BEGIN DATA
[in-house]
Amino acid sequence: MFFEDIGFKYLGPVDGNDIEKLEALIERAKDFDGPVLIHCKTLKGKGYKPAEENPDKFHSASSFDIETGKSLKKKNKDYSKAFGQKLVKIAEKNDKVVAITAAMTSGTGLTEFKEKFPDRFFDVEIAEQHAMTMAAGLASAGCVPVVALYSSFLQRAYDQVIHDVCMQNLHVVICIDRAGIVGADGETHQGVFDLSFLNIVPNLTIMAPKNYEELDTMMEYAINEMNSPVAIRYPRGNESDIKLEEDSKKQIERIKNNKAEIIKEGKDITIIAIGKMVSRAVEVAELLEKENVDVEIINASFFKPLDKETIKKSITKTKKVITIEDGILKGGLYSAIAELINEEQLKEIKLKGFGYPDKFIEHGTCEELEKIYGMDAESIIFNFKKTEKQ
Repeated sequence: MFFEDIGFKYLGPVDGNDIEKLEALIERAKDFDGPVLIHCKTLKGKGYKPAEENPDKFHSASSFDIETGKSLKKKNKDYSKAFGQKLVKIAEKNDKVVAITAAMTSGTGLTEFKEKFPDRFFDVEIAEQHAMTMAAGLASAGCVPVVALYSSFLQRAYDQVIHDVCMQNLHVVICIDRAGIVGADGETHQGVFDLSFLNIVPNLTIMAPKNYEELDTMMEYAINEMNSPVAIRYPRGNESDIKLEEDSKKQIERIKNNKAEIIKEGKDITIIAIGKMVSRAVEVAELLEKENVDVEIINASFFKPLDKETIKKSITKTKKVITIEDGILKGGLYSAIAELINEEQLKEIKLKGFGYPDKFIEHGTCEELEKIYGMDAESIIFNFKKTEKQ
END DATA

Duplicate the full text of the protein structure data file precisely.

[in-house]
Amino acid sequence: MFFEDIGFKYLGPVDGNDIEKLEALIERAKDFDGPVLIHCKTLKGKGYKPAEENPDKFHSASSFDIETGKSLKKKNKDYSKAFGQKLVKIAEKNDKVVAITAAMTSGTGLTEFKEKFPDRFFDVEIAEQHAMTMAAGLASAGCVPVVALYSSFLQRAYDQVIHDVCMQNLHVVICIDRAGIVGADGETHQGVFDLSFLNIVPNLTIMAPKNYEELDTMMEYAINEMNSPVAIRYPRGNESDIKLEEDSKKQIERIKNNKAEIIKEGKDITIIAIGKMVSRAVEVAELLEKENVDVEIINASFFKPLDKETIKKSITKTKKVITIEDGILKGGLYSAIAELINEEQLKEIKLKGFGYPDKFIEHGTCEELEKIYGMDAESIIFNFKKTEKQ
Repeated sequence: MFFEDIGFKYLGPVDGNDIEKLEALIERAKDFDGPVLIHCKTLKGKGYKPAEENPDKFHSASSFDIETGKSLKKKNKDYSKAFGQKLVKIAEKNDKVVAITAAMTSGTGLTEFKEKFPDRFFDVEIAEQHAMTMAAGLASAGCVPVVALYSSFLQRAYDQVIHDVCMQNLHVVICIDRAGIVGADGETHQGVFDLSFLNIVPNLTIMAPKNYEELDTMMEYAINEMNSPVAIRYPRGNESDIKLEEDSKKQIERIKNNKAEIIKEGKDITIIAIGKMVSRAVEVAELLEKENVDVEIINASFFKPLDKETIKKSITKTKKVITIEDGILKGGLYSAIAELINEEQLKEIKLKGFGYPDKFIEHGTCEELEKIYGMDAESIIFNFKKTEKQ